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Marie Cantwell PhD, MPH Centre of Excellence for Public Health Queens University Belfast.

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Presentation on theme: "Marie Cantwell PhD, MPH Centre of Excellence for Public Health Queens University Belfast."— Presentation transcript:

1 Marie Cantwell PhD, MPH Centre of Excellence for Public Health Queens University Belfast

2 Cancer – Chronic condition Dietary management of cancer patients is typically seen during the patients active treatment phase – weight loss, anorexia, cachexia, nausea, vomitting Long term survival- No advice for patients in terms of diet and lifestyle similar to cardiac rehab or dietary management of diabetes

3 Cancer Survivorship 62% 5 year survival over all adult cancers 60, 000 cancer survivors (diagnosed in the previous 5 years) in Ireland Increased risk for developing secondary cancers, other chronic diseases (CVD diabetes) Environmental factors such as diet and physical activity contribute Unhealthy behaviours tend to cluster in the population at large and specifically among cancer survivors Aziz; J Nutr 2002; 132: 3494S

4 Major Lifestyle Opportunities for Cancer Survivors OpportunityPrevalence Inadequate diet75% Physical inactivity54% Smoking26% Overweight/obese68% US-NHIS interview, ages years Coups EJ & Ostroff JS Prev Med 2005; 40:702-11

5 Lifestyle Interventions in Breast Cancer Survivors Randomised Controlled Trials

6 WHEL Study (Womens Healthy Eating and Living Study) RCT 3088 early stage breast cancer survivors ( ); age yrs Diet intervention counselling 5 vegetable servings 16 oz vegetable juice 3 servings fruit 30g fibre 15-20% calories fat Control (print material, 5 a day) Primary outcome: breast cancer events, death- no effect on disease free survival Secondary outcomes 1. Significant diet change 2. Significant change in selected biomarkers (carotenoids, oestradiol (total and bioavailable) 3. No significant weight change (I year) Pierce et al. JAMA 2007; Randomised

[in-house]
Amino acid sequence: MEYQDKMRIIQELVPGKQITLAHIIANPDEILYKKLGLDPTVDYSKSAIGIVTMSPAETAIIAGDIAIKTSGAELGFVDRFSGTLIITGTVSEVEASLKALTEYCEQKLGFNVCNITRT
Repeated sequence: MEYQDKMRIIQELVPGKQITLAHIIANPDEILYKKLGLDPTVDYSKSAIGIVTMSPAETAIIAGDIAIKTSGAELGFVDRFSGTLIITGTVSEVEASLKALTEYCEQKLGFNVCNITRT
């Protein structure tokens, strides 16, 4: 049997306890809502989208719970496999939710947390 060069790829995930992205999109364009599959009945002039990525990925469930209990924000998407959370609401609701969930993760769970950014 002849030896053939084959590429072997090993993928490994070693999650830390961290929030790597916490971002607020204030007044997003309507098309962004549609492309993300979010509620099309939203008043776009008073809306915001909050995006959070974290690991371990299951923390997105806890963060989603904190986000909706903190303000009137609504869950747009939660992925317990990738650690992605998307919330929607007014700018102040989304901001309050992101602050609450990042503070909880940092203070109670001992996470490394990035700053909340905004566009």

7 Womens healthy Eating and Living Study (WHEL) Among survivors of early stage breast cancer, adoption of a diet that was very high in vegetables, fruit, fibre and low in fat did not reduce additional breast cancer events or mortality during a 7.3 year follow up period

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9 WINS Risk of Recurrence low fat diet vs. control

10 Womens Intervention Nutrition Study (WINS)- role of low fat diet Lifestyle intervention reducing dietary fat intake (target 20% E), with modest influence on body weight, may improve relapse-free survival of breast cancer 24% reduction in risk for recurrence; subset analyses suggest that this effect was even greater among women with oestrogen receptor-negative disease Chlebowski et al, 2006, J Natl Cancer Inst 98(24):

11 Prospective Cohort Studies

12 1. Healthy Eating Activity and Lifestyle (HEAL) study (USA multicentre) n = Life after Cancer Epidemiology (LACE) USA multicentre n= Shanghai Breast Cancer Survivors Study n= Pathways Northern California n= DietCompLyf Study –UK multicentre n= 3000